Home Atlanta Press Releases 2014 Members of Three Different Android Mobile Device App Piracy Groups Charged

Members of Three Different Android Mobile Device App Piracy Groups Charged
Two Members of the SnappzMarket Piracy Group Arrested

U.S. Department of Justice July 21, 2014
  • Office of Public Affairs (202) 514-2007/TDD (202)514-1888

WASHINGTON—Three federal indictments were unsealed today in the Northern District of Georgia charging six members of three different piracy groups—Appbucket, Applanet and SnappzMarket—for their roles in the illegal distribution of copies of copyrighted Android mobile device applications, or “apps,” announced Assistant Attorney General Leslie R. Caldwell of the Justice Department’s Criminal Division, U.S. Attorney Sally Quillian Yates of the Northern District of Georgia, and Special Agent in Charge J. Britt Johnson of the FBI’s Atlanta Field Office.

Two members of the SnappzMarket Group—Joshua Ryan Taylor, 24, of Kentwood, Michigan, and Scott Walton, 28, of Cleveland, Ohio—were arrested today. Taylor will appear before U.S. Magistrate Judge Ellen S. Carmody in Grand Rapids, Michigan, and Walton will appear before U.S. Magistrate Judge William H. Baughman, Jr. in Cleveland, Ohio.

“As a result of their criminal efforts to make money by ripping off the hard work and creativity of high-tech innovators, the defendants are charged with illegally distributing copyrighted apps,” said Assistant Attorney General Caldwell. “The Criminal Division is determined to protect the labor and ingenuity of copyright owners and to keep pace with criminals in the modern, technological marketplace.”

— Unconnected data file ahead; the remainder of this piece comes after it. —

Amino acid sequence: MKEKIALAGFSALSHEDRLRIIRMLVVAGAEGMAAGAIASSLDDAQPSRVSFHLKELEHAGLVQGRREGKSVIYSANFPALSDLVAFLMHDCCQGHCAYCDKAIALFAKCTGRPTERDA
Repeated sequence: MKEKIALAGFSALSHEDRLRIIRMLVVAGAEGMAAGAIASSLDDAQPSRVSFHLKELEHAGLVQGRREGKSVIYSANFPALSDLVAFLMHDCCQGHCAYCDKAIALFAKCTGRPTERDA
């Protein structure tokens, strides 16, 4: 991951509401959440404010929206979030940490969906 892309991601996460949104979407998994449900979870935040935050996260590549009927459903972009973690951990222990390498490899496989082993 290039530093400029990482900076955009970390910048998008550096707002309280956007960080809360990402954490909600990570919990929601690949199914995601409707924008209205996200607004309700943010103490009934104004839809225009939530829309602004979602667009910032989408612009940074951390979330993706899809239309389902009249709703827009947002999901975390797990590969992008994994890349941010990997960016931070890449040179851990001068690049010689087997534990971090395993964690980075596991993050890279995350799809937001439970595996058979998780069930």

“Copyright infringement discourages smart people from doing innovative things,” said U.S. Attorney Yates. “This problem is especially acute when it comes to rapidly developing technologies, like apps for smart phones, and these defendants are now being held accountable for the intellectual property they stole.” “Today’s federal indictments are the direct result of an extensive and thorough federal investigation into three groups of individuals aggressively engaged in and profiting from the theft of intellectual property,” said Special Agent in Charge Johnson. “While copyright infringement is the direct theft of the hard work of others in the form of research and development expended, it can also negatively impact incentives for further or future development of those ideas or applications. The FBI will continue to provide significant investigative resources toward such groups engaged in such wholesale pirating or copyright violations as seen here.”

An indictment returned on June 17, 2014, by a grand jury in the Northern District of Georgia charges Gary Edwin Sharp II, 26, of Uxbridge, Massachusetts, along with Taylor and Walton, with one count of conspiracy to commit criminal copyright infringement, and also charges Sharp with two counts of criminal copyright infringement. According to the indictment, Sharp, Taylor and Walton identified themselves as members of the SnappzMarket Group. From May 2011 through August 2012, they conspired with Kody Jon Peterson, 22, of Clermont, Florida, and other members of the SnappzMarket Group to reproduce and distribute over one million copies of copyrighted Android mobile device apps, with a total retail value of over $1.7 million, through the SnappzMarket alternative online market without permission from the copyright owners of the apps, who would otherwise sell copies of the apps on legitimate online markets for a fee. A separate information filed on Jan. 23, 2014 charged Peterson with one count of conspiracy to commit criminal copyright infringement, and he pleaded guilty on April 14, 2014.